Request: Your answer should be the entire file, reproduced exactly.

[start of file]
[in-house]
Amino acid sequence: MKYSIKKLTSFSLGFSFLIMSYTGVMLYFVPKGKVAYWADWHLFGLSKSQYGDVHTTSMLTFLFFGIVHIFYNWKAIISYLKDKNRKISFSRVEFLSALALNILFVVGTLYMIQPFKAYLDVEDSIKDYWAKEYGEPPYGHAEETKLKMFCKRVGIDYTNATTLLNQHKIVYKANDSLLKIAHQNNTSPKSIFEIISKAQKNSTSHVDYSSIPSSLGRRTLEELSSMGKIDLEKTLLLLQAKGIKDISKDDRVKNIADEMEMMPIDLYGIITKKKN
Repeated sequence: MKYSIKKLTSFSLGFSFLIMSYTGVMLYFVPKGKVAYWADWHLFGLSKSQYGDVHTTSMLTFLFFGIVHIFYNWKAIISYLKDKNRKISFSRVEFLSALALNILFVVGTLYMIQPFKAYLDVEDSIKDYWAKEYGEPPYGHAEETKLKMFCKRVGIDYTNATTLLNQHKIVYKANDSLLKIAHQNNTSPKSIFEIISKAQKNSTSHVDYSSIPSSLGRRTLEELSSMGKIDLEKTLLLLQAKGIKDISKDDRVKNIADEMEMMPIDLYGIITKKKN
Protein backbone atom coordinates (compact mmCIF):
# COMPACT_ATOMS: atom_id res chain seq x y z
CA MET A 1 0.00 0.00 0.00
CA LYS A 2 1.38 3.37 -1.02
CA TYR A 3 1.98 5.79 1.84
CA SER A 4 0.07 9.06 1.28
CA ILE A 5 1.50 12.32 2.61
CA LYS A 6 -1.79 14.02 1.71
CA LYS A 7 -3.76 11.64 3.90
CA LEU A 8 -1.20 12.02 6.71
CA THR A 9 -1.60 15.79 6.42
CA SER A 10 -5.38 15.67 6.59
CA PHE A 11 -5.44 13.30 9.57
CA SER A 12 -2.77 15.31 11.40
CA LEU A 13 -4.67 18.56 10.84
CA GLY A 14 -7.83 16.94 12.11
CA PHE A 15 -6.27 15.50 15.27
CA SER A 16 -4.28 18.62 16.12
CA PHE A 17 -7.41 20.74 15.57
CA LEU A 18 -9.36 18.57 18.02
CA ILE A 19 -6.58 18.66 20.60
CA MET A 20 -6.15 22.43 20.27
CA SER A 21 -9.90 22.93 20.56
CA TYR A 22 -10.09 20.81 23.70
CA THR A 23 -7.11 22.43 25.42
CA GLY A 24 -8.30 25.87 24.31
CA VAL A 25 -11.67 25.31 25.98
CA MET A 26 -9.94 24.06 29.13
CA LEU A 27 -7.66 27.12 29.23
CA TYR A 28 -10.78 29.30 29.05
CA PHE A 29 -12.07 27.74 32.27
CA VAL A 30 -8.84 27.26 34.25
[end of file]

[in-house]
Amino acid sequence: MKYSIKKLTSFSLGFSFLIMSYTGVMLYFVPKGKVAYWADWHLFGLSKSQYGDVHTTSMLTFLFFGIVHIFYNWKAIISYLKDKNRKISFSRVEFLSALALNILFVVGTLYMIQPFKAYLDVEDSIKDYWAKEYGEPPYGHAEETKLKMFCKRVGIDYTNATTLLNQHKIVYKANDSLLKIAHQNNTSPKSIFEIISKAQKNSTSHVDYSSIPSSLGRRTLEELSSMGKIDLEKTLLLLQAKGIKDISKDDRVKNIADEMEMMPIDLYGIITKKKN
Repeated sequence: MKYSIKKLTSFSLGFSFLIMSYTGVMLYFVPKGKVAYWADWHLFGLSKSQYGDVHTTSMLTFLFFGIVHIFYNWKAIISYLKDKNRKISFSRVEFLSALALNILFVVGTLYMIQPFKAYLDVEDSIKDYWAKEYGEPPYGHAEETKLKMFCKRVGIDYTNATTLLNQHKIVYKANDSLLKIAHQNNTSPKSIFEIISKAQKNSTSHVDYSSIPSSLGRRTLEELSSMGKIDLEKTLLLLQAKGIKDISKDDRVKNIADEMEMMPIDLYGIITKKKN
Protein backbone atom coordinates (compact mmCIF):
# COMPACT_ATOMS: atom_id res chain seq x y z
CA MET A 1 0.00 0.00 0.00
CA LYS A 2 1.38 3.37 -1.02
CA TYR A 3 1.98 5.79 1.84
CA SER A 4 0.07 9.06 1.28
CA ILE A 5 1.50 12.32 2.61
CA LYS A 6 -1.79 14.02 1.71
CA LYS A 7 -3.76 11.64 3.90
CA LEU A 8 -1.20 12.02 6.71
CA THR A 9 -1.60 15.79 6.42
CA SER A 10 -5.38 15.67 6.59
CA PHE A 11 -5.44 13.30 9.57
CA SER A 12 -2.77 15.31 11.40
CA LEU A 13 -4.67 18.56 10.84
CA GLY A 14 -7.83 16.94 12.11
CA PHE A 15 -6.27 15.50 15.27
CA SER A 16 -4.28 18.62 16.12
CA PHE A 17 -7.41 20.74 15.57
CA LEU A 18 -9.36 18.57 18.02
CA ILE A 19 -6.58 18.66 20.60
CA MET A 20 -6.15 22.43 20.27
CA SER A 21 -9.90 22.93 20.56
CA TYR A 22 -10.09 20.81 23.70
CA THR A 23 -7.11 22.43 25.42
CA GLY A 24 -8.30 25.87 24.31
CA VAL A 25 -11.67 25.31 25.98
CA MET A 26 -9.94 24.06 29.13
CA LEU A 27 -7.66 27.12 29.23
CA TYR A 28 -10.78 29.30 29.05
CA PHE A 29 -12.07 27.74 32.27
CA VAL A 30 -8.84 27.26 34.25